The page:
The study doesn’t make it clear whether increased Vitamin D for larger people would be helpful or not. Larger and fatter people need larger doses of drugs to get the same effect. This has been known for some time, yet doctors largely ignore it, choosing or forced to follow guidelines for average people, which is odd since obesity is extremely common these days, yet everything from sugary soda to prepackaged meals is based around high sugar and salt content, which makes it all worse.
Meanwhile, groups of people demonize artificial sweeteners despite literally ZERO REAL SCIENTIFIC STUDIES showing anything particularly harmful from them (very slight increase in cancer rate in a couple of them using amounts per day most people don’t come close to). Then there was the saccharin study that proved that rats and humans aren’t the same, despite most studies implying they react in the same exact way. They fed these rats 5x-10x their own body weight in saccharin and were surprised when there was a problem (If one drinks too much water it can kill even so dosing is important and unlike aspartame, saccharin is excreted when you pee). Further studies eventually proved that NO AMOUNT of saccharin in humans had the same effect as it did in rats. Saccharin does NOT cause cancer in humans. Sucralose showed 0% chance of increased cancer in humans. Aspartame showed a tiny percentage when taking in huge quantities (not enough to worry about compared to getting fat or diabetes from endless sugary drinks because let’s face it, most people don’t like plain water).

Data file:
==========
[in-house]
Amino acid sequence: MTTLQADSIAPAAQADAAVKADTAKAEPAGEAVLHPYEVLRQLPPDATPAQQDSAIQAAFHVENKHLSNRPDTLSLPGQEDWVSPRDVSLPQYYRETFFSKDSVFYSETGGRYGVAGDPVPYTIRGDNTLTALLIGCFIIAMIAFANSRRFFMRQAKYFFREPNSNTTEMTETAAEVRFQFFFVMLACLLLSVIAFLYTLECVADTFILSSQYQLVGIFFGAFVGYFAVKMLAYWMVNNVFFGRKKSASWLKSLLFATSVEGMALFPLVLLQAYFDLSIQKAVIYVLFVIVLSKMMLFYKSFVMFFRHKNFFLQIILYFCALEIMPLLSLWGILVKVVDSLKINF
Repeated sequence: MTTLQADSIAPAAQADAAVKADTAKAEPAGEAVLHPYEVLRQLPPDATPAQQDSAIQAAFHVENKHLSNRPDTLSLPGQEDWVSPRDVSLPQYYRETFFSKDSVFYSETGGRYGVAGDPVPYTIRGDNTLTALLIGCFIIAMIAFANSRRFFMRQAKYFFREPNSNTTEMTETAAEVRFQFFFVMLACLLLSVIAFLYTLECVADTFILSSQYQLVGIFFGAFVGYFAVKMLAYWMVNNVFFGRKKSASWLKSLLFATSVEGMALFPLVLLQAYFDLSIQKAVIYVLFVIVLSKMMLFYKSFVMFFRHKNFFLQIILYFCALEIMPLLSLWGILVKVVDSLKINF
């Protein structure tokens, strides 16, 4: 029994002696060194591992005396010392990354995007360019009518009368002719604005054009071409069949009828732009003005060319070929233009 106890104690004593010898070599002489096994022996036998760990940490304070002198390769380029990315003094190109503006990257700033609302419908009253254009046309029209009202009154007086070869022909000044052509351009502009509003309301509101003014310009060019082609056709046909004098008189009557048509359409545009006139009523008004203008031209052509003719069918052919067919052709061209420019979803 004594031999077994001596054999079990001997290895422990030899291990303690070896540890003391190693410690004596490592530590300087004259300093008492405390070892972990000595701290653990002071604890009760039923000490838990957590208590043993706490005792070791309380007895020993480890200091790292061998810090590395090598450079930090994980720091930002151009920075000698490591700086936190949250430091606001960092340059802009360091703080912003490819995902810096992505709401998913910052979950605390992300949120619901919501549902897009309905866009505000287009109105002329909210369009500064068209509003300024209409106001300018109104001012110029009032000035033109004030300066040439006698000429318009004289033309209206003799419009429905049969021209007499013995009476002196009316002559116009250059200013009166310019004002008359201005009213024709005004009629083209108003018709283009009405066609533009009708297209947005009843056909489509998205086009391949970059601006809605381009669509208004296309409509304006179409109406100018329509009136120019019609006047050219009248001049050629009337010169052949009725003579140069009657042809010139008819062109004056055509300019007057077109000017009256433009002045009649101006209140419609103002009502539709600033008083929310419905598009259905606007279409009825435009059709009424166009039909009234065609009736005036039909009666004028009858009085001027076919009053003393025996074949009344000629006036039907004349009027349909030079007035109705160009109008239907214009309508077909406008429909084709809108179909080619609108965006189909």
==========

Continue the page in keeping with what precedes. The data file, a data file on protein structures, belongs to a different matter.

We need strategies that people will actually follow, not things like “eat less” or eat mostly veggies you hate. People won’t follow that advice. Other advice like low-fat diets or even margarine substituted for butter proved more fatal than the things they were fighting. Many food studies are also flawed because they rely on people’s memories for questionnaires. A recent thorough study debunked the notion that red meat is worse for you than say chicken or pork. The results were due to such study flaws.
It’s the same reason one day coffee is bad for you and another day it’s great for you and then bad and then great again. People tend to find (and try to prove) what they’re looking for (bias) and this leads to no end of media-carried “studies prove” stories that end up being mostly nonsense in the end.
That doesn’t mean this study is wrong, of course, but it does warrant caution to trust one finding without more detailed analysis.
Are there any vitamins that would help in weight gain and maintain
My husband needs to gain weight he is very boney and weak !